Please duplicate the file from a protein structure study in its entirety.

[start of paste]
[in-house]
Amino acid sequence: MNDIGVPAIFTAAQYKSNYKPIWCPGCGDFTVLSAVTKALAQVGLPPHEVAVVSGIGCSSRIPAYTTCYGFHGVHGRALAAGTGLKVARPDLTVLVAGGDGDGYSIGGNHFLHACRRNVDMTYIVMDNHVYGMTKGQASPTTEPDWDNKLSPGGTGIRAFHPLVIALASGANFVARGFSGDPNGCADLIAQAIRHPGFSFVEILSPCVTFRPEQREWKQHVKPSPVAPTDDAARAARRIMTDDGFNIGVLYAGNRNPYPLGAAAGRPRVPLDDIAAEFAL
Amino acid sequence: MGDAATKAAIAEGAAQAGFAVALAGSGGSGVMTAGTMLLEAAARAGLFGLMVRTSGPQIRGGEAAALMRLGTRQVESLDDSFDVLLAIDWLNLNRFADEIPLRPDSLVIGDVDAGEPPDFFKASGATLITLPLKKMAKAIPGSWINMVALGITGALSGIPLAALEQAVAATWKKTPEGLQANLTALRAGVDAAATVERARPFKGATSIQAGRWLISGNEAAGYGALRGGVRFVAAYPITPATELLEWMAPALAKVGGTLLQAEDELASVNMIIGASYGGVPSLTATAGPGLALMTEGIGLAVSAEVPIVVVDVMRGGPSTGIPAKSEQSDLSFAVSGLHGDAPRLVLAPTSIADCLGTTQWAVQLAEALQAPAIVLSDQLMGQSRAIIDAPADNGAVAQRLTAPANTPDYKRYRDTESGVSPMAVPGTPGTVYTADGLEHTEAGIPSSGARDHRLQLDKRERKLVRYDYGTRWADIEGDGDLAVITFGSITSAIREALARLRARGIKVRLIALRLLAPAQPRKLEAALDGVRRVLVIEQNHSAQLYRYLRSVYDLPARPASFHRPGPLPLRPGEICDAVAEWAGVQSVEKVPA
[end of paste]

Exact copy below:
[in-house]
Amino acid sequence: MNDIGVPAIFTAAQYKSNYKPIWCPGCGDFTVLSAVTKALAQVGLPPHEVAVVSGIGCSSRIPAYTTCYGFHGVHGRALAAGTGLKVARPDLTVLVAGGDGDGYSIGGNHFLHACRRNVDMTYIVMDNHVYGMTKGQASPTTEPDWDNKLSPGGTGIRAFHPLVIALASGANFVARGFSGDPNGCADLIAQAIRHPGFSFVEILSPCVTFRPEQREWKQHVKPSPVAPTDDAARAARRIMTDDGFNIGVLYAGNRNPYPLGAAAGRPRVPLDDIAAEFAL
Amino acid sequence: MGDAATKAAIAEGAAQAGFAVALAGSGGSGVMTAGTMLLEAAARAGLFGLMVRTSGPQIRGGEAAALMRLGTRQVESLDDSFDVLLAIDWLNLNRFADEIPLRPDSLVIGDVDAGEPPDFFKASGATLITLPLKKMAKAIPGSWINMVALGITGALSGIPLAALEQAVAATWKKTPEGLQANLTALRAGVDAAATVERARPFKGATSIQAGRWLISGNEAAGYGALRGGVRFVAAYPITPATELLEWMAPALAKVGGTLLQAEDELASVNMIIGASYGGVPSLTATAGPGLALMTEGIGLAVSAEVPIVVVDVMRGGPSTGIPAKSEQSDLSFAVSGLHGDAPRLVLAPTSIADCLGTTQWAVQLAEALQAPAIVLSDQLMGQSRAIIDAPADNGAVAQRLTAPANTPDYKRYRDTESGVSPMAVPGTPGTVYTADGLEHTEAGIPSSGARDHRLQLDKRERKLVRYDYGTRWADIEGDGDLAVITFGSITSAIREALARLRARGIKVRLIALRLLAPAQPRKLEAALDGVRRVLVIEQNHSAQLYRYLRSVYDLPARPASFHRPGPLPLRPGEICDAVAEWAGVQSVEKVPA